Credits at 48 installments and a final rate of up to 28.5% are the keys to the plan that the Government is promoting to reactivate the sale of motorcycles. This is an initiative that allows financing models of up to $200,000, of which 200 concessionaires throughout the country are participating.
The initiative was designed by the Ministry of Productive Development and the Banco Nación, which together subsidize 10 points at the interest rate of the loans, which have a single four-year term. It was reported that there are around 7500 models of motorcycles produced or assembled locally that participate in the program.
Although they are open to any interested party, the credits establish differences for users. Those who are clients of Banco Nación and credit their assets to the entity may take out a loan at an annual rate of 28.5%. Meanwhile, the value for the general public will be 37.5%.
In order to manage the credit, users must enter Banco Nación's website to start the process, and then go to a physical branch to complete the documentation. Once approved, the purchase procedure is carried out at the dealers that are members of the program.
As indicated by the agency, the loan finances 100% of the value of the motorcycle and the guarantee is to the sole signature of the recipient.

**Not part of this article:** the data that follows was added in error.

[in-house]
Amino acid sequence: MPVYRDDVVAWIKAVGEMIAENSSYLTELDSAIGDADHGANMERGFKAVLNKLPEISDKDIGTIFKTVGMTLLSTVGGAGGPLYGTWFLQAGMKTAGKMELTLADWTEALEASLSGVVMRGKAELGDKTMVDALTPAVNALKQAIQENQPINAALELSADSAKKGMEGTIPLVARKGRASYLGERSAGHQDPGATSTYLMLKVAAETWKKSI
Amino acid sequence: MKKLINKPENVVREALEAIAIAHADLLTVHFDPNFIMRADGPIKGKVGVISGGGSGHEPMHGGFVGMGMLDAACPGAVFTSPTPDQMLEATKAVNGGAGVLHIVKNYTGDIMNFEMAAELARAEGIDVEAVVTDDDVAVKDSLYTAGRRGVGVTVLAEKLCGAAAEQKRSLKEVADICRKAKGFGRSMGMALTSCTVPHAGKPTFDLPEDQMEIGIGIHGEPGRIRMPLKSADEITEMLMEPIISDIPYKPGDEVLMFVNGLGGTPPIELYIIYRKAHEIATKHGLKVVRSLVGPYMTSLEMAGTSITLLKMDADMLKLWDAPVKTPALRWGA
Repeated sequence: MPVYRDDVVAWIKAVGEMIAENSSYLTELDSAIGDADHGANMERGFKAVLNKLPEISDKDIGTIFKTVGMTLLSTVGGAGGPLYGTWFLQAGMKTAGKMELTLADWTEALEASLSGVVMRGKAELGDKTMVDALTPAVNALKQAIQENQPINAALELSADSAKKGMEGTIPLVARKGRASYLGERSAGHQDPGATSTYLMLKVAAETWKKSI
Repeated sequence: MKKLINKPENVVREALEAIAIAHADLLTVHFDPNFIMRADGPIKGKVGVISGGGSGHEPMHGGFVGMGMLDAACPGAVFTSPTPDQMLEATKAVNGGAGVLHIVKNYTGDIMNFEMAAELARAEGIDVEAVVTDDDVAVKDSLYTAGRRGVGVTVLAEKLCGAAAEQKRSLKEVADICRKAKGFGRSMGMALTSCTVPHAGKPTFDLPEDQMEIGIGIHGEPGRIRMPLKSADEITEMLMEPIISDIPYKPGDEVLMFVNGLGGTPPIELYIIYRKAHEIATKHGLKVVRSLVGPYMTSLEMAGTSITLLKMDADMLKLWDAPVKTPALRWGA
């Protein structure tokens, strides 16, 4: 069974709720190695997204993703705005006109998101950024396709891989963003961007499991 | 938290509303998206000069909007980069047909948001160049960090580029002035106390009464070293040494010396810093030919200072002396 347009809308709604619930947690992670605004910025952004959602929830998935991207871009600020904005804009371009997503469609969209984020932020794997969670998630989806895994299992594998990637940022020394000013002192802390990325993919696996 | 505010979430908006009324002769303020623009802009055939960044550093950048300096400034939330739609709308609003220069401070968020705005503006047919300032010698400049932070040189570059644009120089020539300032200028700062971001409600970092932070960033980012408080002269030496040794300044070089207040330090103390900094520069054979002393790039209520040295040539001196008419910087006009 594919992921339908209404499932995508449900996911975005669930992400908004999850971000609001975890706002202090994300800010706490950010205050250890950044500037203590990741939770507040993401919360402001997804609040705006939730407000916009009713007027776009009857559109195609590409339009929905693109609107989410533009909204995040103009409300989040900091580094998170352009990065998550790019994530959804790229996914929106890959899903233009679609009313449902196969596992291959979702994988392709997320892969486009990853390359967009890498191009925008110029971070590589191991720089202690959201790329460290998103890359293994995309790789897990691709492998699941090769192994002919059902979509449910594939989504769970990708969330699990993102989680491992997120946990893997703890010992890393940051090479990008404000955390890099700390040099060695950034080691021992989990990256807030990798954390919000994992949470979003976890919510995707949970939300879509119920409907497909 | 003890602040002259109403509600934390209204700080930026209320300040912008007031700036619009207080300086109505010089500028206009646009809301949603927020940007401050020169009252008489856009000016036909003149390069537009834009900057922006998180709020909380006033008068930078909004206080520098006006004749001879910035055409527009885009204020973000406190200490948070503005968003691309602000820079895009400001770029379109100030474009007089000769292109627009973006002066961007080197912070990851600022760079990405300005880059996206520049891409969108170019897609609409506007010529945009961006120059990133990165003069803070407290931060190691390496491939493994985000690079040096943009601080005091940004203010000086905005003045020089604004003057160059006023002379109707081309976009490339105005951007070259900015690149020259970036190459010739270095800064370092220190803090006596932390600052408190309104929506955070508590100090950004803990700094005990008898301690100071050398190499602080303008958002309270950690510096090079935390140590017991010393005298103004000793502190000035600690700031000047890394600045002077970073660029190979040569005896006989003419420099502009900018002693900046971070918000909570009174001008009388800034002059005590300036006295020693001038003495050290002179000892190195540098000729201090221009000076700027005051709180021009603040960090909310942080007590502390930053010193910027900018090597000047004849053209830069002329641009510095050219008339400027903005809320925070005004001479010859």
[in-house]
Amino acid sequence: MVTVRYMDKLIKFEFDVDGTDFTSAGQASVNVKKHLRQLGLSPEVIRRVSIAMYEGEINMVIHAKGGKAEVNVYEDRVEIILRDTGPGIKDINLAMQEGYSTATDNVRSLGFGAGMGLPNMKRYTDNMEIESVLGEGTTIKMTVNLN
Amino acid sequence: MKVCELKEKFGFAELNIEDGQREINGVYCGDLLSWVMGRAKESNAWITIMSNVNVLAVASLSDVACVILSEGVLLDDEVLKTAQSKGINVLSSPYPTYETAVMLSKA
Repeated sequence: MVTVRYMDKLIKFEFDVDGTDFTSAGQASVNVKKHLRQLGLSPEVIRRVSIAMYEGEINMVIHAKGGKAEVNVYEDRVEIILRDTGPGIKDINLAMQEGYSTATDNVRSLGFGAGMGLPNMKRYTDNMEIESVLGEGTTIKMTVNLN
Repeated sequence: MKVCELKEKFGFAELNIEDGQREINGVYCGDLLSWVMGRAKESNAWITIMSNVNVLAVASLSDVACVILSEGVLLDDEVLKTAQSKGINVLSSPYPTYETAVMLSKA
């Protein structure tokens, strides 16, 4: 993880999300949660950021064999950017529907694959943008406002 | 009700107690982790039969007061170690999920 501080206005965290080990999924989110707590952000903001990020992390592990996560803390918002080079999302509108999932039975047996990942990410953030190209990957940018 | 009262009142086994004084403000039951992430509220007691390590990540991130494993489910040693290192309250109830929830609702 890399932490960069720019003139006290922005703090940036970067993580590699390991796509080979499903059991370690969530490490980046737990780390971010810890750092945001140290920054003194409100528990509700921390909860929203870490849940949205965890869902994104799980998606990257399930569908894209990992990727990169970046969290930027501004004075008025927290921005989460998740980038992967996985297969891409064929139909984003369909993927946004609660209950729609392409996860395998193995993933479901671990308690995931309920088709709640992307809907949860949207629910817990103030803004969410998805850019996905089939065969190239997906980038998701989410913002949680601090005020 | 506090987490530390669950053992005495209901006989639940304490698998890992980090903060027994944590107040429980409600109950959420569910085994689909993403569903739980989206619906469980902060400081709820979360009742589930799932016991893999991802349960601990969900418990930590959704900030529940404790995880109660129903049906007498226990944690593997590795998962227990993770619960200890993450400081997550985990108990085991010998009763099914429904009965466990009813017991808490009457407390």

The complete list of units incorporated in the plan is available for consultation at tiendabna.com.ar/my-moto. There are, altogether, around 7500 options, considering the different versions and alternatives of 34 models of motorcycles.
With this tool, the Government seeks to boost sales in a declining sector. According to data from Acara's motorcycle division, 218,968 units were patented in the first 10 months of the year, a drop of 23.4% compared to the same period in 2019.
In October, however, the sector had better numbers than last year. There were 28,828 patents, with an increase of 22.6% compared to the same month in 2019. The expectation is that demand may grow, associated with the changes in habits resulting from the pandemic and restrictions on the use of public transport, which encourage the use of private mobility such as motorcycles, cars and bicycles.
Source: La Nación